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Times Square Pedestrian Plaza

The Times Square Pedestrian Plaza, the remarkable cityscape completed in 2015, with its large red staircase, permanent granite benches and cafe tables and chairs, is a great place to sit. But two notable figures stand there all the time: the bronze statues of Father Francis P. Duffy, army chaplain during the Spanish American War and World War I, and George M. Cohan, the producer, playwright, actor and composer of “Over There,” the World War I standard.

Father Duffy is best known for his tours of duty with the legendary Fighting 69th Infantry. In Europe during World War I, he ministered to soldiers engaged in battle, and became the most highly decorated cleric in the history of the United States Army. When he died in 1932, a movement began to honor him. As a result, a statue of him, designed by sculptor Charles Keck was unveiled on May 2, 1937. It stands at Broadway and 46th Street, facing towards Holy Cross Church on West 42nd Street, where Duffy was once a pastor. The statue, which honors his service to church and country, depicts him standing before a granite Celtic Cross, holding a bible and wearing the uniform of the 69th. In 1939, the square where the figure of Father Duffy stands was named for him.

Quite a few years later, he was joined by the figure of George M Cohan. Cohan enjoyed a career on Broadway that spanned more than 40 years. During that time, he produced a succession of hit shows and composed a string of hit songs, including “Give My Regards to Broadway.” His patriotic songs earned him the Congressional Medal. He was the first person in an artistic profession to be so honored. When he died in 1942, it was not surprising that the theater community wished to honor him. However, it took the leadership of Oscar Hammerstein II, the composer, to make his memorial a reality. In 1956, plans for a statue were announced. The 8-foot, 7-inch bronze, designed by Georg John Lober, stands on a granite pedestal and base, designed by Otto Langman. It was dedicated September 11, 1959 and stands at the square’s southern end.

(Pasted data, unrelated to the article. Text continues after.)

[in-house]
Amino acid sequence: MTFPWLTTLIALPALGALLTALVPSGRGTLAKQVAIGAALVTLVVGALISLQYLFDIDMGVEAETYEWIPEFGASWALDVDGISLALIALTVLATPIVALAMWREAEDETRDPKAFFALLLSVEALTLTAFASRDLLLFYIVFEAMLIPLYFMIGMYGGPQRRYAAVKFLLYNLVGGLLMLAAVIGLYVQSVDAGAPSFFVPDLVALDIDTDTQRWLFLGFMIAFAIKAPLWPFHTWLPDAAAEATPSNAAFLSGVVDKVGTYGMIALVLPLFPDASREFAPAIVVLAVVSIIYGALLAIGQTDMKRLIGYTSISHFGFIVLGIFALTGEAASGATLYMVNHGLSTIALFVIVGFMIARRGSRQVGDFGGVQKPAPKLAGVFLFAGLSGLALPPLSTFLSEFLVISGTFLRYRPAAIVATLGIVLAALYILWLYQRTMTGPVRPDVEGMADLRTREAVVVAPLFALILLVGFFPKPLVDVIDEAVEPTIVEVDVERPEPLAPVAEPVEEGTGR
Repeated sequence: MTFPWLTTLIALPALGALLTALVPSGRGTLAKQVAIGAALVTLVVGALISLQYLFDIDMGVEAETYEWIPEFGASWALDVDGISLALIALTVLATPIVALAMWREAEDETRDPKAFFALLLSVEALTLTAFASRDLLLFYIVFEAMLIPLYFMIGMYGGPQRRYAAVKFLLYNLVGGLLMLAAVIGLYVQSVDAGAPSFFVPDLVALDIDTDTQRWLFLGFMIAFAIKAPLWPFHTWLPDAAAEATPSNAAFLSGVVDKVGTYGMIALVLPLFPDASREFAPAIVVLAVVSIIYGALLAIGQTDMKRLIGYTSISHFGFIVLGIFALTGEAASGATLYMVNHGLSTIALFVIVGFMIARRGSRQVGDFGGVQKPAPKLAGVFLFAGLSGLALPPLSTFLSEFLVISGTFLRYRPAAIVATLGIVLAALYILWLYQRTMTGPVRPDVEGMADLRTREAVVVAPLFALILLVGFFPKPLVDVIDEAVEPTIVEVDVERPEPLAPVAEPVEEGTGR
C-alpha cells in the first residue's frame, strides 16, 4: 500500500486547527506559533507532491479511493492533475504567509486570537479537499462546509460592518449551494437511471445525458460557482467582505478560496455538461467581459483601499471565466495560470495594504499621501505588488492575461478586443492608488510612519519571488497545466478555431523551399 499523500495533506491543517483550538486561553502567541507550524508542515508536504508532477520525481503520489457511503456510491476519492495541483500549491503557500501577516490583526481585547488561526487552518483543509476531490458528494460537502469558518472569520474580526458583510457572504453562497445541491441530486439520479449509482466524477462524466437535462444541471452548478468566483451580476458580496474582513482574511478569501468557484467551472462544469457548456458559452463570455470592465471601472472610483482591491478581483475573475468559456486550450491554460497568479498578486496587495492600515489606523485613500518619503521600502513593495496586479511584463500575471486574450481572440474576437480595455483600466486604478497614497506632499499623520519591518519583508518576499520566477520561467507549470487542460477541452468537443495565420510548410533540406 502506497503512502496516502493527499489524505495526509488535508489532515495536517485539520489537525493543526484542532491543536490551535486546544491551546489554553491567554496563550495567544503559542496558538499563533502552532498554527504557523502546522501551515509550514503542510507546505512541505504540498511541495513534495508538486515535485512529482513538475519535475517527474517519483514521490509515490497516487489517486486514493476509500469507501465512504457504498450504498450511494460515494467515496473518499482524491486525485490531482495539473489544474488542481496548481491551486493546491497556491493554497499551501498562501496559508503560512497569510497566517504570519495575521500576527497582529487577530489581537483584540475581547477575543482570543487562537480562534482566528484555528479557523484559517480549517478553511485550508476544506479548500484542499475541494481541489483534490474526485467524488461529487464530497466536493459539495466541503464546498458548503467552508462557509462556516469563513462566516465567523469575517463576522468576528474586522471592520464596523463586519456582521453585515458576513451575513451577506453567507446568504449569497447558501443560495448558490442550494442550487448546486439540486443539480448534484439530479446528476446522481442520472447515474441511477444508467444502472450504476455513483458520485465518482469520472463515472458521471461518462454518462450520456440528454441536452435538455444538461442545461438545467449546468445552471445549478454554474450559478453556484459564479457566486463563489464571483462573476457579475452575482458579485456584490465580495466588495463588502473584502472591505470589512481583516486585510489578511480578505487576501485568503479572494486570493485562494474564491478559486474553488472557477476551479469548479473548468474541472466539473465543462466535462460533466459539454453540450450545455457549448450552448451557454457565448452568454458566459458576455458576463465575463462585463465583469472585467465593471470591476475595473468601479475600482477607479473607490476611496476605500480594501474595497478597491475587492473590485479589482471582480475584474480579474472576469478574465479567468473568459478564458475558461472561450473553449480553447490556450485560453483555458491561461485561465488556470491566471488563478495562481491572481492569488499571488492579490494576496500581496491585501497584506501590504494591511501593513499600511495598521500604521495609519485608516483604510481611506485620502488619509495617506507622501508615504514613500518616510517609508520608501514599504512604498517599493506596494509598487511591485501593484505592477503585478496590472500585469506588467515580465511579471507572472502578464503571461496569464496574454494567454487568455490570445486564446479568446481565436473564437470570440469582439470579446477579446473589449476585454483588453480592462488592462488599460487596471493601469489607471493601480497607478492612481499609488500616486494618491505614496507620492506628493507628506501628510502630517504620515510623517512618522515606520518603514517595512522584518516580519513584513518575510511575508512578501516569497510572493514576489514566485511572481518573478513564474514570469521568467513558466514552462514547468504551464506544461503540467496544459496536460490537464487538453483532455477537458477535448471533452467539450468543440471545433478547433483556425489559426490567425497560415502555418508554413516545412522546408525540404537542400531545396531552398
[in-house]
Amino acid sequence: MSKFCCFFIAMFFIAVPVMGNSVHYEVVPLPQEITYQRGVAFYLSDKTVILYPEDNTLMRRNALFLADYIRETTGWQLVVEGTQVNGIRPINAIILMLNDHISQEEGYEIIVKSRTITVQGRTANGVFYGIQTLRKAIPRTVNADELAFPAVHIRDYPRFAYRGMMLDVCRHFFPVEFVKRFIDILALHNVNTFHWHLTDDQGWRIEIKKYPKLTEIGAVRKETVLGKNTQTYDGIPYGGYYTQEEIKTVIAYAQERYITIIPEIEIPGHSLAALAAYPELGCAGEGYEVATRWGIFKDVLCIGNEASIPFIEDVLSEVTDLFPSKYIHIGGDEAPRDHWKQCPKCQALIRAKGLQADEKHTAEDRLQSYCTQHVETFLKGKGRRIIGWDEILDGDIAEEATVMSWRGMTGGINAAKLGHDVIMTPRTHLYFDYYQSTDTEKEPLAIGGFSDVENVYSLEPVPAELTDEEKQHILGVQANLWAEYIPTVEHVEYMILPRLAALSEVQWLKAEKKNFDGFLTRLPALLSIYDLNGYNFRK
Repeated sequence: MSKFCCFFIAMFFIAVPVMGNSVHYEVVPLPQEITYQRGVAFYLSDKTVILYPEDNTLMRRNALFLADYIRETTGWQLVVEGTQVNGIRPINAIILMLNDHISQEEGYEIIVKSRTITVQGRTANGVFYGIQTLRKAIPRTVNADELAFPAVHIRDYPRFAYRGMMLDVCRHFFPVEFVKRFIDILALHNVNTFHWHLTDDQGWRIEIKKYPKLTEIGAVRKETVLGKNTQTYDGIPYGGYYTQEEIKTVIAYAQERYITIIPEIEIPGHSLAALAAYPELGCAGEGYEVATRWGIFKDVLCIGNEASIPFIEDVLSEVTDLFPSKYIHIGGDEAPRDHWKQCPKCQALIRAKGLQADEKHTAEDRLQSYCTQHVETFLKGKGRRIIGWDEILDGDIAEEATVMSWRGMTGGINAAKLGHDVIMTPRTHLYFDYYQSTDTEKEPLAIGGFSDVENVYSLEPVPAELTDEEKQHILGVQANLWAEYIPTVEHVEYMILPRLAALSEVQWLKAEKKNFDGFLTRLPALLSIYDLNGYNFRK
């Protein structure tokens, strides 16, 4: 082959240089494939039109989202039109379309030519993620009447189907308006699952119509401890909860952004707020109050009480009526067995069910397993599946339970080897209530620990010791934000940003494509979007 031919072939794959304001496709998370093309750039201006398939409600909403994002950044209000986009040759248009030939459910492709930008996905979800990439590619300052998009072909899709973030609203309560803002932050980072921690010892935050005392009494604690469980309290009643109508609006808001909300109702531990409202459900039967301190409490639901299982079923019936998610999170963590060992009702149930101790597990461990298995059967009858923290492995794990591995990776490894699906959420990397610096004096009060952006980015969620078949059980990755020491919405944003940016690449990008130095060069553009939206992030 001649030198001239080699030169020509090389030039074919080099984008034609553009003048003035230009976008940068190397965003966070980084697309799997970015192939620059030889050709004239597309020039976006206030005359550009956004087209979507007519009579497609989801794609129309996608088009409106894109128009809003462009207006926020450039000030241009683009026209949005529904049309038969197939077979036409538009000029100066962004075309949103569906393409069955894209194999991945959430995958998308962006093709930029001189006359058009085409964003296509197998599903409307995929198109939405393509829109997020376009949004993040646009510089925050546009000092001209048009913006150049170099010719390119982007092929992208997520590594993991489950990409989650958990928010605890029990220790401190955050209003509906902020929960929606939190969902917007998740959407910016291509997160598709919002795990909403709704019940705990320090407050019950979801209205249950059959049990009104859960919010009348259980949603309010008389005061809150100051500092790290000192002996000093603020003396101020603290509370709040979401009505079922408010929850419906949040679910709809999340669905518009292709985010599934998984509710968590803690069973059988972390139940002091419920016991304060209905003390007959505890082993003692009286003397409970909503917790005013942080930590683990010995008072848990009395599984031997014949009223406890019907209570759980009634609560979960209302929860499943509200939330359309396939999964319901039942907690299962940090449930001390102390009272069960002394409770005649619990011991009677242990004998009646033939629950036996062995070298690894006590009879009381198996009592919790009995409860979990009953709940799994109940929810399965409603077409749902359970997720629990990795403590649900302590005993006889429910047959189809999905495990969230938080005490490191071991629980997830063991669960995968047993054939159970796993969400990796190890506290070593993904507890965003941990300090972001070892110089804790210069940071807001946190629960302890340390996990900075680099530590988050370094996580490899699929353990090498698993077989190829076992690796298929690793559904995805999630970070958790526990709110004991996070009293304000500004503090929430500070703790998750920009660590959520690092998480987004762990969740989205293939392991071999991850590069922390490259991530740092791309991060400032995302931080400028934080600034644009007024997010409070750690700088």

It should be noted that Duffy and Cohan were not the first to occupy Times Square. A 50-foot, eight-ton plaster statue of Purity (Defeat of Slander), created by Leo Lentelli, which featured an inscription that warned against speaking ill of New York, stood there in 1909. But if you wanted to see it, you would have had to look fast. It became such an object of derision and parody, the statue moved out in less than two months.

Other features of Duffy Square have changed over time. Most notably, in 1973 the first TKTS booth, selling discounted theater tickets, opened. It was reinvented in 2008 by the Theatre Development Fund as that glowing red glass staircase, ascending directly behind Father Duffy. From those steps, one can watch the full “cast” appearing daily in the new Times Square Pedestrian plaza – including the costumed characters, and yes, their less costumed counterparts, the desnudas who wear only body paint to attract the attention of visitors. Many of those seated remain unmoved. But not Duffy and Cohan, who give everyone in the Times Square Pedestrian Plaza a standing ovation.

– Lily Herzan, Ali Houston and Carol Cofone